One in four NHS managers believes underperformance is tolerated in their organisation, according to data seen by HSJ.

The figure is drawn from detailed work carried out by the Hay Group consultancy with 670 public sector leaders, including 134 from the NHS.

Hay Group director of public sector practice Phil Kenmore said NHS managers did not feel sufficiently empowered to confront poor performers, compared with other parts of the public sector.

Better training was needed, but organisational cultures also needed to change.

He said: “The NHS has a top-down culture…that makes people feel they haven’t got the power to take on poor performance.”

Chief executives and boards often felt they were closely scrutinised by the Department of Health and strategic health authorities, but performance management was weaker further down the organisation.

Mr Kenmore said: “The NHS has got quite a unique set of professional boundaries. Performance managing across those boundaries can be hard.”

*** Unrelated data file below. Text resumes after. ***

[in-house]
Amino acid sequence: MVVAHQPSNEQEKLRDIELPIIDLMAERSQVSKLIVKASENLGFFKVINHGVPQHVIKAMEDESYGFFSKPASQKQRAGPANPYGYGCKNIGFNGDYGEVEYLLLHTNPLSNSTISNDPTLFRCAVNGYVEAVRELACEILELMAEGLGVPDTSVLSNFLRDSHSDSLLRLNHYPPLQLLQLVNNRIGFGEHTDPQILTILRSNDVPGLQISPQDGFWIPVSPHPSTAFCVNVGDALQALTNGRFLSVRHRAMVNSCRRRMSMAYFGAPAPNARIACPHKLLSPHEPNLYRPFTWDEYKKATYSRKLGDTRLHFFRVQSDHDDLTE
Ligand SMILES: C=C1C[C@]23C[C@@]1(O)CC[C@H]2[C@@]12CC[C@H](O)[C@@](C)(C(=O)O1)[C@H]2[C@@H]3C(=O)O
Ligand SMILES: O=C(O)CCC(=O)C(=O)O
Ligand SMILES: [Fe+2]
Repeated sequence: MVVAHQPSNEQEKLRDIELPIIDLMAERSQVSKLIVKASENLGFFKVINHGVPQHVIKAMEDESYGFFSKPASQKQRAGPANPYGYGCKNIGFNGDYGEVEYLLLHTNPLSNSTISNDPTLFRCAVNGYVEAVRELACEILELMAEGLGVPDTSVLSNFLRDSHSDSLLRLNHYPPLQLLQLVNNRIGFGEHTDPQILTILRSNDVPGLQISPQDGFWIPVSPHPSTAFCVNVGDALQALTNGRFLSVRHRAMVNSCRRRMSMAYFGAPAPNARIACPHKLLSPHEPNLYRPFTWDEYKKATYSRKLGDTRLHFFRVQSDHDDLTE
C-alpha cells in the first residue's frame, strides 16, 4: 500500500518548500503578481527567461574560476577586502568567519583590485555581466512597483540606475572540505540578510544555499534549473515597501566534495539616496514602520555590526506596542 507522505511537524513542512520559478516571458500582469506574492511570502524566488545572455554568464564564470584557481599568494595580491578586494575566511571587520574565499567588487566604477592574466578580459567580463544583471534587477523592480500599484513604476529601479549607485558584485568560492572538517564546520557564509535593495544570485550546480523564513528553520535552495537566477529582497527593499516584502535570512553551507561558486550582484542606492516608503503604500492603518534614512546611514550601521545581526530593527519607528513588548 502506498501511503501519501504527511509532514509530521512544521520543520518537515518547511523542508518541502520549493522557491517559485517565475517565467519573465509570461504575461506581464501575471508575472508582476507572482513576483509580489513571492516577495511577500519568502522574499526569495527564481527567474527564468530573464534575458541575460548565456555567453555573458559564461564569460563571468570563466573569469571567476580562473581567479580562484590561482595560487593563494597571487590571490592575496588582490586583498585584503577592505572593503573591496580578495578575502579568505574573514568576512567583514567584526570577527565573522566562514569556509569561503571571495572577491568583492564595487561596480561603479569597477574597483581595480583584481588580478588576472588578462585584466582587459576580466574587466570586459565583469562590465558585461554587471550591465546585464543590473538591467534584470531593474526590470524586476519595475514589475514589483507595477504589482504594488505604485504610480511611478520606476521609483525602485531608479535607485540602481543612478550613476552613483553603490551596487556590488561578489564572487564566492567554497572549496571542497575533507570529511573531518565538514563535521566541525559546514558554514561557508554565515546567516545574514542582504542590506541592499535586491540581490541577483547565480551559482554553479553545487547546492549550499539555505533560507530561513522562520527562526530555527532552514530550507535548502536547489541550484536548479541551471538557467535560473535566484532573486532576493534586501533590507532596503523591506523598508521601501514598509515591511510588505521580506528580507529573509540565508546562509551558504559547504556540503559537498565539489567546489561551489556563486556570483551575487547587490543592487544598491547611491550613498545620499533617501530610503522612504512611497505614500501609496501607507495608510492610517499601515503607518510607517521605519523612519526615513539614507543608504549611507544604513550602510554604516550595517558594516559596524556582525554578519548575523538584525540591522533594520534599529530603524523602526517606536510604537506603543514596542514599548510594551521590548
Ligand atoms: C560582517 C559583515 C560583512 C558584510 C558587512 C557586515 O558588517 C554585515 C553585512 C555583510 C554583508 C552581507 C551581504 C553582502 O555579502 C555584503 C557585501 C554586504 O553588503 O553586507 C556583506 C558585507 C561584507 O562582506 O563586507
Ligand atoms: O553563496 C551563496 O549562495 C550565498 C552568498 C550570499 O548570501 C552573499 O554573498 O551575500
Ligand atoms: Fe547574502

Clinical leaders were rarely given sufficient training on how to manage other doctors. While they were comfortable pointing out clinical errors, they found it more difficult to deal with challenging behaviour.

The figures also reveal just 51 per cent of managers find their ability to deliver results is hampered by a lack of organisation and planning, compared with 44 per cent across the public sector.

In addition, 40 per cent did not think they had enough autonomy to use their initiative, 38 per cent felt that the risk-taking required to innovate was not rewarded and 24 per cent felt they were not free to experiment.